jonathan lovell's blog

a site to explore the difference between meaningful and ill-conceived educational reform (note: you have to open a post for its links to be activated)


ALEC’s influence on state legislators

This op-ed piece by Paul Krugman does a clear and succinct job of explaining the power of the American Legislative Exchange Council (ALEC) over legislative action at the state and even at the local level.  The reason this clear and compelling op-ed piece is important for readers of this blog is that ALEC has been instrumental in persuading (read “paying”) state legislatures to increase their support of publicly funded charter schools (with […]

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The pitchforks are coming — for us plutocrats

This article by Nick Hanauer in the July/August 2014 edition of Politico Magazine  (see here) is an eloquent argument for the imperative need to raise the minimum wage.  As I’ve written in earlier posts and comments, those truly interested in “eductional reform” in this nation should be “manning the barricides,” or rather “peopling the barricades,” to demand that this be done.  Good for Nick Hanauer, one of the elite group […]

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Boothbay Harbor Literacy Retreat

I’ve just completed a three day literacy retreat led by the incomparable Kylene Beers and Robert Probst, assisted by Linda Rief, Penny Kittle, Donalyn Miller, Chris Crutcher, and Lester Laminack.  Here’s my contribution, and tribute, to these wonderful educators:     The Smartest Person in the Room is . . . the Room   There is an essay in Lewis Thomas’s Lives of a Cell entitled “Living Language.” Thomas begins this […]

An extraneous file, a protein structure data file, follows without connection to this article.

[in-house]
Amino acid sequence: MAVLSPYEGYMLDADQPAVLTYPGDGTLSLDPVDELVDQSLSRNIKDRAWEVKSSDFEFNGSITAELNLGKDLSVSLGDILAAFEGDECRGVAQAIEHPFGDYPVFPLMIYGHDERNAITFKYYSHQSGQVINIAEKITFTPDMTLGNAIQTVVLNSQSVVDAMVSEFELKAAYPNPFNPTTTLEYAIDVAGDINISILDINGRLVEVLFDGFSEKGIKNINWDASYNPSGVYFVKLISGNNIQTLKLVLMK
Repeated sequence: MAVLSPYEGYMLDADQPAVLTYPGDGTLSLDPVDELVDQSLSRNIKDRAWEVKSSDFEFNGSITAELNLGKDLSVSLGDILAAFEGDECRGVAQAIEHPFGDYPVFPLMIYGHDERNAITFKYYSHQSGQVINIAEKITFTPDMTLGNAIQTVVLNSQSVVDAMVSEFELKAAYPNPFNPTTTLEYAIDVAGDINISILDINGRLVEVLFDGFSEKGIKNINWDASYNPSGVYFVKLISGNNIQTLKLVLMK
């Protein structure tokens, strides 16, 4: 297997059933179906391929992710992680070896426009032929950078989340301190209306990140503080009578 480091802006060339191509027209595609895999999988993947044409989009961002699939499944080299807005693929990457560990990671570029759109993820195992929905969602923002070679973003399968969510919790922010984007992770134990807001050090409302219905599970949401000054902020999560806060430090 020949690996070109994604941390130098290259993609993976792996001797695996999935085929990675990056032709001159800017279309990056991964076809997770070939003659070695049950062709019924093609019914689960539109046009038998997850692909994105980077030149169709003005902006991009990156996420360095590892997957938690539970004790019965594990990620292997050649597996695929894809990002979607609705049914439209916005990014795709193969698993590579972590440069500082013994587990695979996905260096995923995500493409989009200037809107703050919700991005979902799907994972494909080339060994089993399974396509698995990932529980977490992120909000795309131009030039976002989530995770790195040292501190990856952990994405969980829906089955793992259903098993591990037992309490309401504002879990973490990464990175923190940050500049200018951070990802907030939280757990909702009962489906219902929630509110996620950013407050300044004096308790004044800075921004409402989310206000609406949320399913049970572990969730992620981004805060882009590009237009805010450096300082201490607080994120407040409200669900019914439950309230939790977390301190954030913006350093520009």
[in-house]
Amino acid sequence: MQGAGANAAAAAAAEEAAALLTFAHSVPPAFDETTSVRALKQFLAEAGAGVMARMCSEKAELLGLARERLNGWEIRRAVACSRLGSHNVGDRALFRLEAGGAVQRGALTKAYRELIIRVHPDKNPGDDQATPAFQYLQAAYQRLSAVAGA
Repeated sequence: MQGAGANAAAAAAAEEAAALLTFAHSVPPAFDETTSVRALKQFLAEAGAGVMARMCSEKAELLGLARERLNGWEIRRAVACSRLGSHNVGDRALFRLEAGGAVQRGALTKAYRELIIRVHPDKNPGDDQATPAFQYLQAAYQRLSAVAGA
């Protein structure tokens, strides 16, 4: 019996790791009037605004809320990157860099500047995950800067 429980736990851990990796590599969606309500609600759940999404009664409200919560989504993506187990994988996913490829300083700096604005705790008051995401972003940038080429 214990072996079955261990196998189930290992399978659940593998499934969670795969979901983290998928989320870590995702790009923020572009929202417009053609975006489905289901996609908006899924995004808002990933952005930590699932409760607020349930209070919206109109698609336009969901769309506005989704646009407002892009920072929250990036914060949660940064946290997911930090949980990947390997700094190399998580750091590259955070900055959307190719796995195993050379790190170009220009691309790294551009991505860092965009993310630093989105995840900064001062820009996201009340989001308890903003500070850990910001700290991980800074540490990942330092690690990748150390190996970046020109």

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U.S. and Education Reform Need a Critical Free Press

Originally posted on radical eyes for equity:
Few things are worse than mainstream media coverage of education. Except for that sentence above, which stretches hyperbole beyond credibility. But that is exactly where the mainstream media finds itself when covering education. Journalists, in their quest to maintain the traditional commitment to “fair and balanced” journalism [1], consistently endorse and perpetuate organizations without credibility (such as NCTQ) and baseless claims (such as cries of…

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Jonathan Lovell: The Magic of Learning to Listen

Originally posted on Diane Ravitch's blog:
Jonathan Lovell has been leading writing workshops for many years. In this delightful post, he describes his struggle to finish his own dissertation, and the flights of fancy that kept blocking his path. He uses graphics creatively to reflect his state of mind. You watch his thinking evolve. Watch a writer at work and lament with him that the Obama administration eliminated the…

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Learning to Listen: a call for support of the writing project’s intensive summer institutes

The small but heavy cardboard box had been opened, closed, and put aside–part of a larger project to plow through the accumulated debris of twenty-eight years of marriage. Its moving label read “Home Office. Books. His.” My daughter Stephanie called me to ask if I might pick it up as part of my upcoming trip to Berkeley. Why not? Steph’s husband Mike, mindful of my weak lower back, hefted the […]

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Escape from poverty for a few not a worthy educational goal

Today’s Huffington Post article by Arthur H. Camins, Director of the Center for Innovation in Engineering and Science Education at the Stevens Institute of Technology, places our nation’s track record following Brown vs Board of Education in a useful and sobering perspective.  His primary message?  We can do better–a whole LOT better! The 1954 Brown v. Board of Education Supreme Court decision provided a catalyst to advance but not fully achieve racial and […]

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